What Enterprise CIOs Can Learn From Startups

Quick learning and hypothesis testing should drive technology approaches to new opportunities no matter the size of the organization, says Luca Grulla, CIO at Signal AI.

Tech leaders at large established companies would do well to take a startup approach to technology these days, according to Luca Grulla, CTO at Signal AI, a company that provides AI-powered decisioning solutions, with offices in New York City, London and Hong Kong.

Grulla spoke with StrategicCIO360 about his thinking, why video calls should be the last resort for a hybrid workplace and how machine learning is booming.

How do you think the role of technology changes in a startup environment vs. an enterprise company?

In startups, the work is around finding product market fit, and once found, startups scale by solving one problem at a time. In the enterprise, often the product market fit is established, so work is more about extracting value. Early-stage technology is all about faster time to market, optimized for a quick learning cycle in the market. In contrast, later-stage technology is often an investment in scale and depth, and cross-functional requirements—security, availability, accessibility, etc.—become core to be ready for market offer.

The types of learning and validation are different. More than company size, I consider technology for PMF vs. technology for scale as a factor of the product stage maturity. Enterprises have to reinvent themselves regularly to retain market leadership with new products and market verticals. A healthy enterprise should act like a startup when exploring new opportunities, optimizing for quick learning and hypothesis testing.

What technology trends have you seen recently?

Machine learning has boomed. From MLOps friendly tools to more ready to use models, the last 12 months have seen a consolidation of ML as a differentiation.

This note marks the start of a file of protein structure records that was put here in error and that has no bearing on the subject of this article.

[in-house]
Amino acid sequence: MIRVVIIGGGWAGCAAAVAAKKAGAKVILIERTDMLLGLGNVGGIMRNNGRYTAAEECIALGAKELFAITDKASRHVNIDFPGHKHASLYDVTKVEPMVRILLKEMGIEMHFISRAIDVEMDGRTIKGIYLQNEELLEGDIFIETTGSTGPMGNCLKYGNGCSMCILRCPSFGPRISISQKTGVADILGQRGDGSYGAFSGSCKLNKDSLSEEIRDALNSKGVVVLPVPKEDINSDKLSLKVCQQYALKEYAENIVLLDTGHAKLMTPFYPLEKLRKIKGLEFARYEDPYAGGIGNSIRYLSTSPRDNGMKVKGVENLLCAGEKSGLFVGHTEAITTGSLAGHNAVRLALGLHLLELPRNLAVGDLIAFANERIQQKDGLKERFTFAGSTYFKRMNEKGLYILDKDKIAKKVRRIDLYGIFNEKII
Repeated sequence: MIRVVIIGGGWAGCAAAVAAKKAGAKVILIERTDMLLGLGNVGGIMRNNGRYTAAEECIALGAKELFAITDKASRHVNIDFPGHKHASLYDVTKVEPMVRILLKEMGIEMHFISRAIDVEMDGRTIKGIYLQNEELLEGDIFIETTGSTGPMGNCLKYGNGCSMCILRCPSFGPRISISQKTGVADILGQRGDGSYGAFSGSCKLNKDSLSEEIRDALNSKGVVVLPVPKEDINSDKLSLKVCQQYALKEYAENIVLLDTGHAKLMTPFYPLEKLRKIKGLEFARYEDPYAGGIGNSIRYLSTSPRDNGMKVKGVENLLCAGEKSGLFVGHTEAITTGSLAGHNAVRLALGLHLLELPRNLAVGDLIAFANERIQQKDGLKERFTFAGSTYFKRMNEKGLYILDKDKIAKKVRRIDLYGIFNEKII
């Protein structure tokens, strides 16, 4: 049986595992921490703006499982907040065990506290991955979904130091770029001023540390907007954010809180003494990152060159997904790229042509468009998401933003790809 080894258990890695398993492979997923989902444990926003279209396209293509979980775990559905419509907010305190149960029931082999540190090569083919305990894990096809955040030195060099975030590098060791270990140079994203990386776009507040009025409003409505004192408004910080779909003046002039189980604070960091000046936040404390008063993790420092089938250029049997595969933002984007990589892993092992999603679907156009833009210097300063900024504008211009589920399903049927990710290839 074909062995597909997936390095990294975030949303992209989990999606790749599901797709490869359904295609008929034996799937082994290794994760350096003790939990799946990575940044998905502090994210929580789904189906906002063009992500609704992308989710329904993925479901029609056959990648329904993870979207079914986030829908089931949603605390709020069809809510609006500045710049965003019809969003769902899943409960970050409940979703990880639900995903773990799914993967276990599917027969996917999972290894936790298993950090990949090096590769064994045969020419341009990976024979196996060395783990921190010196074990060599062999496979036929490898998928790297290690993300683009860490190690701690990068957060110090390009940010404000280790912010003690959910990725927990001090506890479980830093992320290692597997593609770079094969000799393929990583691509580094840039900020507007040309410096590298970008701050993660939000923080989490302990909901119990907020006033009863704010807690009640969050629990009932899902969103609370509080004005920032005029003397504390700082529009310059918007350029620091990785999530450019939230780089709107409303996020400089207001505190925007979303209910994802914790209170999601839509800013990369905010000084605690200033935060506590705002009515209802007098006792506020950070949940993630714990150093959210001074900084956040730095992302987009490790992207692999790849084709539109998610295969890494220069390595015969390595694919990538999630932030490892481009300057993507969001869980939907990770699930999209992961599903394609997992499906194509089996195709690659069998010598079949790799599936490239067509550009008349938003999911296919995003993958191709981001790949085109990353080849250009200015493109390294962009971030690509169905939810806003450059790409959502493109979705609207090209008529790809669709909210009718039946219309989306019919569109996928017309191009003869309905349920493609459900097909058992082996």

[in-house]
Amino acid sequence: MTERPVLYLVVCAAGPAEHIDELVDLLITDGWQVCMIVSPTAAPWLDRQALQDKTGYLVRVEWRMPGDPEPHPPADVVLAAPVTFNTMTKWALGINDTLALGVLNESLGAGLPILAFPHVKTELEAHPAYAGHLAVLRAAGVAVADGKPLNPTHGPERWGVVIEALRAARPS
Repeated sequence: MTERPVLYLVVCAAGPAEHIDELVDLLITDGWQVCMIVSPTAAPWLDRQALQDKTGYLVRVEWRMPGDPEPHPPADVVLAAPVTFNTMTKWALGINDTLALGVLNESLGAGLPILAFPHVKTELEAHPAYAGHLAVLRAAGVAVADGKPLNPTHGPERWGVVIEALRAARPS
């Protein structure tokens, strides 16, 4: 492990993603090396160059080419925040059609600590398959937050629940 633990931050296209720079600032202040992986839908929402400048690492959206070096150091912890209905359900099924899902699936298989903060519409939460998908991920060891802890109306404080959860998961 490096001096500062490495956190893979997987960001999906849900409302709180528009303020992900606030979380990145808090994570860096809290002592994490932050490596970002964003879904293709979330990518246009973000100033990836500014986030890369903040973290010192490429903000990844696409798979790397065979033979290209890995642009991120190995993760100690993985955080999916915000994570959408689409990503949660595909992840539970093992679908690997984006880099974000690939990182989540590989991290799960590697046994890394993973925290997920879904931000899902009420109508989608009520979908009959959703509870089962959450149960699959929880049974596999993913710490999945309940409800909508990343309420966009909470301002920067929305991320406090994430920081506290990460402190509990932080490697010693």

As companies are utilizing a hybrid work model, what action do you recommend companies should have in place to ensure productivity?

Companies should redesign decision-making and communication processes to take full advantage of the opportunities offered by the hybrid model. I recommend two steps to support productivity in a hybrid model: default to asynchronous work and architect for creativity and collaboration when co-located.

First and foremost, if you embrace a hybrid model, you should default to asynchronous decision-making where possible. In an asynchronous model, as contradictory as it could sound, video calls are the last resort. Asynchronous work means document-based collaborations and effective use of email and messaging software as the de facto way to align, discuss ideas and move initiatives forward. 

Companies should be the catalyst of these changes and encourage more writing in the form of memos, progress updates and vision and strategy documents. Business writing has become critical at all levels, and companies should invest in employee training.

Asynchronous work requires a different cadence than fully co-located work. Companies should tailor their tempo around the newly emerged interaction patterns, where contributions will land over several hours and days rather than at a specific time.

With a hybrid model, we also acknowledge the unique characteristics of being co-located and want to maximize the value of the time spent together. The collaboration style enabled by co-location is hard, if not impossible at this stage, to replicate online. Organizations and managers should encourage teams to fuel creativity and focus on collaboration when co-located. Companies should reinvent the office space toward collaborative space, where flexibility is the fundamental design principle. 

With the number of cyberattacks increasing, what systems do you recommend companies should have in place to ensure data security and privacy?

The information security industry is relatively mature, with several products supporting everyone’s needs. Companies should immediately adopt industry-standard identity and authentication practices, such as single sign-on and multifactor authentication, combined with user and systems best practices.

It’s critical to understand your attack surfaces and identify the correct services available in the market to give you relevant protection. Resist the temptation of rolling out your security solution quickly, and instead invest time and resources to have a good understanding of the market offering.

Internal training around InfoSec topics is becoming a must, helping everyone in the organization to build a better awareness against social engineering attacks and making the organization more resilient.

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